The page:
Fractional odds are also known as British odds, UK odds,[4] or, in that country, traditional odds.

Decimal odds[edit]

Favoured in Continental Europe, Australia, New Zealand and Canada, decimal odds differ from fractional odds by taking into account that the bettor must first part with their stake to make a bet; the figure quoted, therefore, is the winning amount that would be paid out to the bettor.[3][5] Therefore, the decimal odds of an outcome are equivalent to the decimal value of the fractional odds plus one.[6] Thus, even odds 1/1 are quoted in decimal odds as 2. The 4/1 fractional odds discussed above are quoted as 5, while the 1/4 odds are quoted as 1.25. It is considered to be ideal for parlay betting because the odds to be paid out are simply the product of the odds for each outcome wagered on. Decimal odds are also favoured by betting exchanges because they are the easiest to work with for trading.

Decimal odds are also known as European odds, digital odds or continental odds.[4]

Moneyline odds[edit]

Moneyline odds are favoured by United States bookmakers and as such are sometimes called American Odds.[3] There are two possibilities: the figure quote can be either positive or negative. Moneyline refers to odds on the straight-up outcome of a game with no consideration to a point spread.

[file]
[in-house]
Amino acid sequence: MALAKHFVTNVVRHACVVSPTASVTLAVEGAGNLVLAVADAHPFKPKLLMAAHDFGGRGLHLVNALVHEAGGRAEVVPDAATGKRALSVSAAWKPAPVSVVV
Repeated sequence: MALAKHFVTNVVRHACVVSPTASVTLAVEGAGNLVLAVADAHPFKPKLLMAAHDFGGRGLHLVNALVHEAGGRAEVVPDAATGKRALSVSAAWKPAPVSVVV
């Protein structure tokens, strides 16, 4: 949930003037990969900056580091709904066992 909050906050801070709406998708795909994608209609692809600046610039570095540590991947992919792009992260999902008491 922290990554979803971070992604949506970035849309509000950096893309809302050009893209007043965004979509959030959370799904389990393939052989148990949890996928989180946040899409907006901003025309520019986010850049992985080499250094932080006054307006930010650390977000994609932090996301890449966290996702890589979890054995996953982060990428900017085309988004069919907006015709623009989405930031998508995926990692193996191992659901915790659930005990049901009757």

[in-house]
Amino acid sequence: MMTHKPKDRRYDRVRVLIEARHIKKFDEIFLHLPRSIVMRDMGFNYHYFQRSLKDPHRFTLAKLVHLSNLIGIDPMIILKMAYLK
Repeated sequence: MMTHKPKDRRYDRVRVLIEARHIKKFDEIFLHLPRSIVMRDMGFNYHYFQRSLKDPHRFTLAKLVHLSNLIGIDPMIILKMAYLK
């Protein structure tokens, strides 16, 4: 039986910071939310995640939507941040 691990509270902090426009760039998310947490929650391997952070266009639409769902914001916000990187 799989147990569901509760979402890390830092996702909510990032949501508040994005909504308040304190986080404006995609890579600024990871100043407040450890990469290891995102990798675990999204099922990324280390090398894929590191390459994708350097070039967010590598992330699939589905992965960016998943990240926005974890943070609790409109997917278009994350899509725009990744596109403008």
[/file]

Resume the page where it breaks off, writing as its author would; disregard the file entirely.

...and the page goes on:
Positive figures
If the figure quoted is positive, the odds are quoting how much money will be won on a $100 wager (done if the odds are better than even). Fractional odds of 4/1 would be quoted as +400 while fractional odds of 1/4 cannot be quoted as a positive figure.
Negative figures
If the figure quoted is negative, the moneyline odds are quoting how much money must be wagered to win $100 (this is done if the odds are worse than even). Fractional odds of 1/4 would be quoted as -400 while fractional odds of 4/1 cannot be quoted as a negative figure.
Even odds
Even odds are quoted as +100 or -100. Some but not all bookmakers display the negative symbol.

Odds conversion[edit]